Shale hits a rough patch

But natural gas remains a boon to Pennsylvania

Pennsylvania continues to play a leading role in America’s energy revolution. Through ingenuity, entrepreneurship and cutting-edge technologies, as well as hard work and grit, this revolution is dramatically reducing America’s dependence on foreign energy sources. At the same time, families and small businesses are realizing huge savings at the pump as well as in home-heating and electricity bills.

Without a doubt, natural-gas development directly benefits consumers throughout the commonwealth. Pennsylvania families and small businesses are realizing year-over-year winter energy savings of nearly 26 percent, and consumer natural-gas rates have plummeted more than 50 percent since 2008.

At the same time, more affordable energy costs have helped generate more jobs locally and restored our domestic manufacturers’ competitive edge in the global marketplace. It’s no wonder that a Harvard Business School study found that responsible shale development is “perhaps the single largest opportunity to improve the trajectory of the U.S. economy.”

What’s more, with natural gas, we don’t have to choose between economic growth or a cleaner, healthier environment. It’s a false choice to suggest otherwise.

Thanks to natural gas, consumers have benefited while America has cut greenhouse-gas emissions more than any other nation, according to the Environmental Protection Agency.

Indeed, we have seen natural-gas generation of power grow to nearly one-third of our domestic power supply, demonstrating that natural gas is a necessary partner with otherwise more expensive and intermittent renewable-energy sources such as wind and solar.

However, these shared benefits we are all experiencing have not come without challenges.

While our industry was a bright spot during the historic 2008 economic downturn and the anemic recovery that followed, global energy commodity prices have collapsed. Influenced by geopolitical decisions and a host of global economic factors, the economic headwinds facing the energy industry could not be more fierce.

In Pennsylvania, natural gas is selling below the national average as oil prices continue to fall. At the same time, a lack of pipeline infrastructure continues to limit regional natural-gas producers from getting these local resources to consumers across high-demand markets in the northeast.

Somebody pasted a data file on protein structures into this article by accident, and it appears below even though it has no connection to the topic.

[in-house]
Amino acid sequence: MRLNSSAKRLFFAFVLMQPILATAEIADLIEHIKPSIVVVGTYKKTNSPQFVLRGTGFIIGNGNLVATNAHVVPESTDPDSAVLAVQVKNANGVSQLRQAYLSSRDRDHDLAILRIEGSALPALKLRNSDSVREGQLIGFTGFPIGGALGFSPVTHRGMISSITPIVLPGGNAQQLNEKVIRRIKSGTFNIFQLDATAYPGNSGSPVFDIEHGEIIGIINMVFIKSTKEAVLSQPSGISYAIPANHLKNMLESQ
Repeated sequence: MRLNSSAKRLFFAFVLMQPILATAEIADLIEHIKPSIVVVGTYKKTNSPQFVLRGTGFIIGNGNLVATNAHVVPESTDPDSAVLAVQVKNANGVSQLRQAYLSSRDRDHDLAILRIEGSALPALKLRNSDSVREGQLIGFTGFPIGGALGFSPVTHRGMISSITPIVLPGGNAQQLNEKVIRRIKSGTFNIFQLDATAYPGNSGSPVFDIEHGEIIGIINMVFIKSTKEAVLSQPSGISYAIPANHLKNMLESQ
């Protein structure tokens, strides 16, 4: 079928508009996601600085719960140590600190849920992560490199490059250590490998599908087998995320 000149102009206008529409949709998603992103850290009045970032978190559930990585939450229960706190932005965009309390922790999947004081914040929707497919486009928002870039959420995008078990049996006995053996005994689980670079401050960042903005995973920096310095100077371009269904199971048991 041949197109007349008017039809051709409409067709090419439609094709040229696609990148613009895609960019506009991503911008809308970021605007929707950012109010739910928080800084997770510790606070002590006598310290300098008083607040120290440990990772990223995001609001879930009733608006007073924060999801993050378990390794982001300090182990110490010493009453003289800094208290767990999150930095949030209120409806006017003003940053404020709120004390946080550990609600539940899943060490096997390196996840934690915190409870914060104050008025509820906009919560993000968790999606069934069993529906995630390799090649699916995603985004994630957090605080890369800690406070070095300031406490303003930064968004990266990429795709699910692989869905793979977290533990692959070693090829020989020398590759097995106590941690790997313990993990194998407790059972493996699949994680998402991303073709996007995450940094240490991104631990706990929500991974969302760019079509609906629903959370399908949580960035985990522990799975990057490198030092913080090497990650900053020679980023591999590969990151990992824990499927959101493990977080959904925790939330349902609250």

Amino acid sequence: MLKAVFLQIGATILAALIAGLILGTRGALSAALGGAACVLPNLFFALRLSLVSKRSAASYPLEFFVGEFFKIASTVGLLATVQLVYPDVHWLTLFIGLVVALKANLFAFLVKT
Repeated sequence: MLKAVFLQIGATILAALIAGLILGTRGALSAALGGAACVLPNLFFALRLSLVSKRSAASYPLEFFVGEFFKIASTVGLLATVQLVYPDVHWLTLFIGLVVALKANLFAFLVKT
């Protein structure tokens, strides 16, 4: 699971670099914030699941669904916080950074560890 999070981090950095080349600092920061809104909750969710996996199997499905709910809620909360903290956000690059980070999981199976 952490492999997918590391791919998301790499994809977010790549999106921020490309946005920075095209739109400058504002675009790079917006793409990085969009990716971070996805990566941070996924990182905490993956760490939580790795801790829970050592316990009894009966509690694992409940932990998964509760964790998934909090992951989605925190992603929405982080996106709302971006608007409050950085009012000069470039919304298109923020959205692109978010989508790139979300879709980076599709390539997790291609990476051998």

The statistics are numbing: Pennsylvania’s active rig count is down 51 percent, monthly permits for new wells have fallen by a third, monthly wells drilled are down 55 percent and monthly production is leveling out. The Energy Department expects prices to remain low throughout 2016 and analysts suggest this will continue throughout 2017 — and perhaps longer.

As a result, we’re seeing deep reductions in the types of investments that have helped unlock our abundant shale resources while supporting thousands of good-paying Pennsylvania jobs. Fitch Ratings recently reported that weak natural-gas prices further “challenge Marcellus economics” and “may inhibit future production growth,” directly affecting Pennsylvania’s job and economic outlook.

This energy slowdown is being felt by tens of thousands of men and women who work for the more than 1,300 diverse Pennsylvania businesses that make up the shale-gas supply chain. One southwestern Pennsylvania-based small-business supplier told The Wall Street Journal last fall that it’s “in survival mode,” reflecting what others across the entire supply chain are feeling.

Despite these strong headwinds, we can weather the storm and emerge stronger if Pennsylvania seizes on the opportunities presented through expanded natural-gas development and use.

These difficult market conditions underscore the need for all stakeholders — industry, lawmakers and regulators — to work together to ensure that our commonwealth’s business climate supports continued investment and job growth, especially from a tax and regulatory perspective. In fact, there couldn’t be a worse time to raise energy taxes, as some propose, which would make it more difficult for Pennsylvania to grow shale-related small businesses, building trades and manufacturing jobs.

Our industry is as committed as ever to ensuring that natural gas’ benefits improve the lives of every single Pennsylvanian. With the right policies in place, we’re sure that this shared progress will extend for generations to come.

David Spigelmyer is president of the North Fayette-based Marcellus ShaleCoalition (marcelluscoalition.org).

Author: David SpigelmyerPublication: Pittsburgh Post-Gazettehttp://www.post-gazette.com/opinion/2016/01/29/Shale-hits-a-rough-patch-But-natural-gas-remains-a-boon-to-Pennsylvania/stories/201601290088